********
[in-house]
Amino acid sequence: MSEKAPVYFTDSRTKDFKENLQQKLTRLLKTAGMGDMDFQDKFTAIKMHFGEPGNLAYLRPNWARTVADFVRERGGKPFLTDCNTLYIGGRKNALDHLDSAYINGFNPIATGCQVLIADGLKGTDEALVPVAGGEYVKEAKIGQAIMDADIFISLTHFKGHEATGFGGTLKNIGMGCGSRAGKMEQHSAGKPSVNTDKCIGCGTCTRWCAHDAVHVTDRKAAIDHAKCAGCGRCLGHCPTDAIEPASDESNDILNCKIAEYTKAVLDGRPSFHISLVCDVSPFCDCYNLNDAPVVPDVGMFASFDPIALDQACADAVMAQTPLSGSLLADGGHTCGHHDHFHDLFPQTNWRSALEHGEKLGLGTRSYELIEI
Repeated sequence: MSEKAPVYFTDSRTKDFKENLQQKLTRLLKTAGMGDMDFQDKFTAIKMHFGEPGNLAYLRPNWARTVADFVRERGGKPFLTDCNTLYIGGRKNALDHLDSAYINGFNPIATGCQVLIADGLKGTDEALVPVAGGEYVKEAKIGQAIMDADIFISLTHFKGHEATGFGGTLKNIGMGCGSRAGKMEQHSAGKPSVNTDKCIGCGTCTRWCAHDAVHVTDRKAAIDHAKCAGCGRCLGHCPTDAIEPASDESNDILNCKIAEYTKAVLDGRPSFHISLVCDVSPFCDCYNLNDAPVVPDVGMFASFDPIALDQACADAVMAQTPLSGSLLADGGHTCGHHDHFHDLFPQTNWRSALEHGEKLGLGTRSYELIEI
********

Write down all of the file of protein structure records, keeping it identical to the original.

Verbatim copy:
[in-house]
Amino acid sequence: MSEKAPVYFTDSRTKDFKENLQQKLTRLLKTAGMGDMDFQDKFTAIKMHFGEPGNLAYLRPNWARTVADFVRERGGKPFLTDCNTLYIGGRKNALDHLDSAYINGFNPIATGCQVLIADGLKGTDEALVPVAGGEYVKEAKIGQAIMDADIFISLTHFKGHEATGFGGTLKNIGMGCGSRAGKMEQHSAGKPSVNTDKCIGCGTCTRWCAHDAVHVTDRKAAIDHAKCAGCGRCLGHCPTDAIEPASDESNDILNCKIAEYTKAVLDGRPSFHISLVCDVSPFCDCYNLNDAPVVPDVGMFASFDPIALDQACADAVMAQTPLSGSLLADGGHTCGHHDHFHDLFPQTNWRSALEHGEKLGLGTRSYELIEI
Repeated sequence: MSEKAPVYFTDSRTKDFKENLQQKLTRLLKTAGMGDMDFQDKFTAIKMHFGEPGNLAYLRPNWARTVADFVRERGGKPFLTDCNTLYIGGRKNALDHLDSAYINGFNPIATGCQVLIADGLKGTDEALVPVAGGEYVKEAKIGQAIMDADIFISLTHFKGHEATGFGGTLKNIGMGCGSRAGKMEQHSAGKPSVNTDKCIGCGTCTRWCAHDAVHVTDRKAAIDHAKCAGCGRCLGHCPTDAIEPASDESNDILNCKIAEYTKAVLDGRPSFHISLVCDVSPFCDCYNLNDAPVVPDVGMFASFDPIALDQACADAVMAQTPLSGSLLADGGHTCGHHDHFHDLFPQTNWRSALEHGEKLGLGTRSYELIEI